Wardrobe Quotes

Quotes tagged as "wardrobe" Showing 1-30 of 33
C.S. Lewis
“This is the land of Narnia,' said the Faun, 'where we are now; all that lies between the lamp-post and the great castle of Cair Paravel on the eastern sea.”
C.S. Lewis, The Chronicles of Narnia

Elizabeth Gaskell
“Out of the way! We are in the throes of an exceptional emergency! This is no occassion for sport- there is lace at stake!" (Ms. Pole)”
Elizabeth Gaskell, Cranford

C.S. Lewis
“Though it was bright sunshine everyone felt suddenly cold. The only two people present who seemed to be quite at their ease were Aslan and the Witch herself. It was the oddest thing to see those two faces - the golden face and the dead-white face so close together. Not that the Witch looked Aslan exactly in his eyes; Mrs Beaver particularly noticed this.”
C.S. Lewis, The Lion, the Witch and the Wardrobe

Mokokoma Mokhonoana
“Because he has finally realized that it is it and not him that is loved by the woman he loves, many a man is jealous of his own car, house, wardrobe, or salary.”
Mokokoma Mokhonoana

Joan Crawford
“They [best dressed women] don’t want to look like their daughters. They want their own individual brand of chic. […] The cut and fit must be exactly right, and they are willing to spend hours in the fitting room to make sure of it. They spend money, too. But if any one of them went broke tomorrow she’d rather choose one perfectly cut expensive dress and make it do for years than buy a dozen cheap ones.”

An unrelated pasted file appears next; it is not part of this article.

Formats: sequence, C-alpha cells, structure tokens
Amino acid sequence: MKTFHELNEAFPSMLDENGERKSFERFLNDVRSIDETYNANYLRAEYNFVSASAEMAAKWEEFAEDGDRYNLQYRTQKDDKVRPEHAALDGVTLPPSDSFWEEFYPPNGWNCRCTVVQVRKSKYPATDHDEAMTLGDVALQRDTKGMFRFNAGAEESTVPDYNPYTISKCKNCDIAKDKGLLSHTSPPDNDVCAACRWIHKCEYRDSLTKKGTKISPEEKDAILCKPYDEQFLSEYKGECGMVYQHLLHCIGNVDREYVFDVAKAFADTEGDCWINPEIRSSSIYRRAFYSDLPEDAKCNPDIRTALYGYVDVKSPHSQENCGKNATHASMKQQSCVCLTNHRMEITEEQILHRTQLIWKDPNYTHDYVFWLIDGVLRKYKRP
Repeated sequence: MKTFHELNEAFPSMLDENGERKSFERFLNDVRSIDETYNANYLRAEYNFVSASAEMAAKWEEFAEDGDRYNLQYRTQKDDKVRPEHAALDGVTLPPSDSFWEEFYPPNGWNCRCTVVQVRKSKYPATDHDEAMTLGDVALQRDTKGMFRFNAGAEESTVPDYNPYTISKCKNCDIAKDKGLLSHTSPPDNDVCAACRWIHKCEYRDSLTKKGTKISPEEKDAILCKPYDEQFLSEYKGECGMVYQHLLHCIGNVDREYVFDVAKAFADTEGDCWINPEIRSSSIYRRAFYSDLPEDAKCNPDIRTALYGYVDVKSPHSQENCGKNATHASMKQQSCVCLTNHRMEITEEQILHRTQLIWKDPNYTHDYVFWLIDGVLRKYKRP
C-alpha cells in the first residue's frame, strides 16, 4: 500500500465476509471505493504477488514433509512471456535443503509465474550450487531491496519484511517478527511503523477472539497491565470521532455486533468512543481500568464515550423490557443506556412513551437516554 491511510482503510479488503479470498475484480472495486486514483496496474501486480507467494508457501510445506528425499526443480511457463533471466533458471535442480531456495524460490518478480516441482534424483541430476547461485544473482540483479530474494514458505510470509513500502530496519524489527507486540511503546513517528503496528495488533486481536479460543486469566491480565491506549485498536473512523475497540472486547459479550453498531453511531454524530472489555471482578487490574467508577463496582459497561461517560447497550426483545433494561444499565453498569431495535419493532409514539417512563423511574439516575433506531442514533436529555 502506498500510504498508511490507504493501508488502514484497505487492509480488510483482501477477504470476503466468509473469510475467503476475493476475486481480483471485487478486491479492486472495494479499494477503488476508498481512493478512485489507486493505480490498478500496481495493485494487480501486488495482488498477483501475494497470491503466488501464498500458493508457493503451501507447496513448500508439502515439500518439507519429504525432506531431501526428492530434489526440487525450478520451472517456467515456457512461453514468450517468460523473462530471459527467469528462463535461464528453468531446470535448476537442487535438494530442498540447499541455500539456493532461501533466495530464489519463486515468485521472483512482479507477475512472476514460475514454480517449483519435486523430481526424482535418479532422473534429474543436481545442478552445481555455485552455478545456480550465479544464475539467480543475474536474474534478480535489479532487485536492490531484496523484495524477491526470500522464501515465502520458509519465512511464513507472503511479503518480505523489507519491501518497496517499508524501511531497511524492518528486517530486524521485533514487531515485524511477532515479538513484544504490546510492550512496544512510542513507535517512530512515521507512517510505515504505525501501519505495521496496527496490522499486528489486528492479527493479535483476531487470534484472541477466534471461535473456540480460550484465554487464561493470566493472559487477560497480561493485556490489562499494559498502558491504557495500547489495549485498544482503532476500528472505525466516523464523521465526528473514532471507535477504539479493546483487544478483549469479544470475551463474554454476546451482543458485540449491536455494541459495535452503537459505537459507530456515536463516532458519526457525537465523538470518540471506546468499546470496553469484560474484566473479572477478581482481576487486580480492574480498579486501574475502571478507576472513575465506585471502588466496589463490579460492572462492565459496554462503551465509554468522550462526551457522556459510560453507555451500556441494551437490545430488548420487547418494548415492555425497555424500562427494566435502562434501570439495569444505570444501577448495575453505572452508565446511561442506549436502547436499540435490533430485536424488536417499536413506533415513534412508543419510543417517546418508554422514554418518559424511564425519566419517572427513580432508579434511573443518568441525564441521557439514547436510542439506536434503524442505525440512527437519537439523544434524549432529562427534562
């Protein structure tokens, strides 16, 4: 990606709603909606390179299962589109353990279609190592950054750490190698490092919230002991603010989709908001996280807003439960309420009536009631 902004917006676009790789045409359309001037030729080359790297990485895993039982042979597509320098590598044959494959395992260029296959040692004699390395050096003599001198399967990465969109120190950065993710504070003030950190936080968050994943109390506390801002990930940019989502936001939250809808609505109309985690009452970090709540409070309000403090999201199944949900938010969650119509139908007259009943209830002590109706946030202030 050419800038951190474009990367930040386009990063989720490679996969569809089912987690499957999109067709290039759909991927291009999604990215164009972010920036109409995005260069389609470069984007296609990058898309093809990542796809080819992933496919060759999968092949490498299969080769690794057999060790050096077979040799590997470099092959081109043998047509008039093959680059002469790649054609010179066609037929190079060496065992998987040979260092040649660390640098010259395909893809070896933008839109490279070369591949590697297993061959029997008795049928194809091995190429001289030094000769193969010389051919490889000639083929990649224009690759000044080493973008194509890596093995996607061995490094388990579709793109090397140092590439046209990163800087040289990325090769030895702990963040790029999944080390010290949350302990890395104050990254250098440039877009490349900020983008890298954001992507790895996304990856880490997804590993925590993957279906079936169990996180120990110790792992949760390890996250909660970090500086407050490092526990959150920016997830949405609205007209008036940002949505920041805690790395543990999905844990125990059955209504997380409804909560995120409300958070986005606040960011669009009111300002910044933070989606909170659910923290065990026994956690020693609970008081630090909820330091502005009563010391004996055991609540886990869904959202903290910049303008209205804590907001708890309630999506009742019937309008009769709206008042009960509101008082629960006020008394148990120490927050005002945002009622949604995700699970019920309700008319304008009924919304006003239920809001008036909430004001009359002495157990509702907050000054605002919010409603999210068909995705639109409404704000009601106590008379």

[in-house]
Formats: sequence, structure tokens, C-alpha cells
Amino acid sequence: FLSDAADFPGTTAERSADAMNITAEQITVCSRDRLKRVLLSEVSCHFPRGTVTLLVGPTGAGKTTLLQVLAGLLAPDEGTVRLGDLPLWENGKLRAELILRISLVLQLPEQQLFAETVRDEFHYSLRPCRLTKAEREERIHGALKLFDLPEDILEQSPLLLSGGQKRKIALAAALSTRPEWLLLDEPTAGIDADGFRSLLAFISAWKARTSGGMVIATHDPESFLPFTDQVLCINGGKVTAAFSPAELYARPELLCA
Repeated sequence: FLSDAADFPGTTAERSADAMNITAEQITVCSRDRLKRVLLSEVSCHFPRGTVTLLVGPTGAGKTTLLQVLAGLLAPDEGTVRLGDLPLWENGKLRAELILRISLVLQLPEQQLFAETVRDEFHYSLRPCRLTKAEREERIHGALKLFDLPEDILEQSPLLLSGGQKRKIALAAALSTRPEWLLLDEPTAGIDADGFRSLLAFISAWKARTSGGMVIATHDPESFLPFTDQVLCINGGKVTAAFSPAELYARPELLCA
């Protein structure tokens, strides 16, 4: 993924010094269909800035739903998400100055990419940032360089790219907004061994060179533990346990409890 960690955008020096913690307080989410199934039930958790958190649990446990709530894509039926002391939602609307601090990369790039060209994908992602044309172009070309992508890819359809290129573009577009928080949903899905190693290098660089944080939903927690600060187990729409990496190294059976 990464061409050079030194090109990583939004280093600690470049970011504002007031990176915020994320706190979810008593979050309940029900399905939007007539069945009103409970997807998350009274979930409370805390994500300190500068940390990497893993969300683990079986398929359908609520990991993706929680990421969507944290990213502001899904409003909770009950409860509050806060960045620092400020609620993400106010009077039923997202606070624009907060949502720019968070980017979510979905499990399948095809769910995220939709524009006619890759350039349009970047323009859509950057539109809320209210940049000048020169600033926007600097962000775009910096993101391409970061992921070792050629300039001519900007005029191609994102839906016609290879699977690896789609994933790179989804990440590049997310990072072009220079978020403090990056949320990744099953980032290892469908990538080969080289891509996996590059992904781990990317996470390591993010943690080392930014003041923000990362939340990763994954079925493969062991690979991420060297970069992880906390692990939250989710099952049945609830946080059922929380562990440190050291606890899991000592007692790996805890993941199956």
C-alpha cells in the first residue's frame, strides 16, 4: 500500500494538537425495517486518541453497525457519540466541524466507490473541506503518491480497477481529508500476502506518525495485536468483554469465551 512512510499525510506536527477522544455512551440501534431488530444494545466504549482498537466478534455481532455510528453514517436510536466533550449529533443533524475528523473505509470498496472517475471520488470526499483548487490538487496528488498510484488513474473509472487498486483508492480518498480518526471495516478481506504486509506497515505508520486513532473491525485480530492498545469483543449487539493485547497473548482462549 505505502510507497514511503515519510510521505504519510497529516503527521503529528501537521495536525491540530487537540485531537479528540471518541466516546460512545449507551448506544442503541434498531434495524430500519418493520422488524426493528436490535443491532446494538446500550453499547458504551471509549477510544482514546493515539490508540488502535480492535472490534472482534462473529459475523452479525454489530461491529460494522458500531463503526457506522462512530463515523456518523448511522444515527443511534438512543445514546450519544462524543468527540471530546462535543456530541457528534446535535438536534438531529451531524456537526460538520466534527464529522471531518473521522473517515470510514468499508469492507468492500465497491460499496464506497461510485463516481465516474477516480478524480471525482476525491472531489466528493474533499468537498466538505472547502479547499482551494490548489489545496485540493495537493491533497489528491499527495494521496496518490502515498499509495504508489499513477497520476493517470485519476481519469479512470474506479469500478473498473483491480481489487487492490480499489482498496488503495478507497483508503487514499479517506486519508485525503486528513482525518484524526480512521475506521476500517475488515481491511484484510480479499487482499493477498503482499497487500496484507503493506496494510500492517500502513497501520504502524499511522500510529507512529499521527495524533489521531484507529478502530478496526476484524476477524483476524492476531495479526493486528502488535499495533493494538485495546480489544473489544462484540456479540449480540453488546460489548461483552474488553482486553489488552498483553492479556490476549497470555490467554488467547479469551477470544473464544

Joan Crawford, My Way of Life

Karen Essex
“The room was dark, though weak autumnal light filtered in through arched windows high on the walls, illuminating the room's rich aubergine brocade wallpaper. Its color cast a soft violet haze that floated through the bedroom, twinkling the huge diamond-shaped crystals that dropped from two immense, many-tiered silver chandeliers. They were larger than any I had ever seen, things out of a palace or a fairy tale. An imposing, heavily carved wardrobe, which looked as if it had been in place since the early fifteenth century, faced the bed where I lay. Beside it on the wall hung a large bronze shield with an iron French cross at its center, crowned by a gilded fleur-de-lis with a dazzling gemstone in the middle of the petal. Large portraits of nude ladies, odalisques that looked as if an Italian master- Titian, perhaps?- had painted them graced the adjacent wall. A heavy crystal vase of white long-stemmed roses sat on a table at the bedside, their petals tight, but their sweet perfume filling the air, mingling with the aroma of fresh baked bread.
I ran my hands down my body. I was not in my own nightdress but in a pale green gown of fine quality damask silk with a triangular neckline and long, full sleeves that cupped my wrists, draping white lace over my hands to the fingers. I had never seen such a rich garment. I imagined it was something that the queen's daughters would have worn.”
Karen Essex, Dracula in Love

Joan Crawford
“I think a marvelous stunt would be to have your best friend (or the most critical acquaintance) take some candid color snapshots of you from all angles, dressed just as you usually appear at, say, six in the evening. The same hairdo, the same makeup, and if possible the same expression on your face. Be honest! Be sure to have her take the rear views, too.
There ought to be some other shots of you wearing your best going-out-to-dinner dress, or your favorite bridge-with-the-girls costume — hat, gloves, bag, and costume jewelry. Everything. Then have that roll of film developed and BLOWN UP. You can’t see much in a tiny snapshot. An eight-by-ten will show you the works — and you probably won’t be very happy with it. Sit down and take a long look at that strange woman.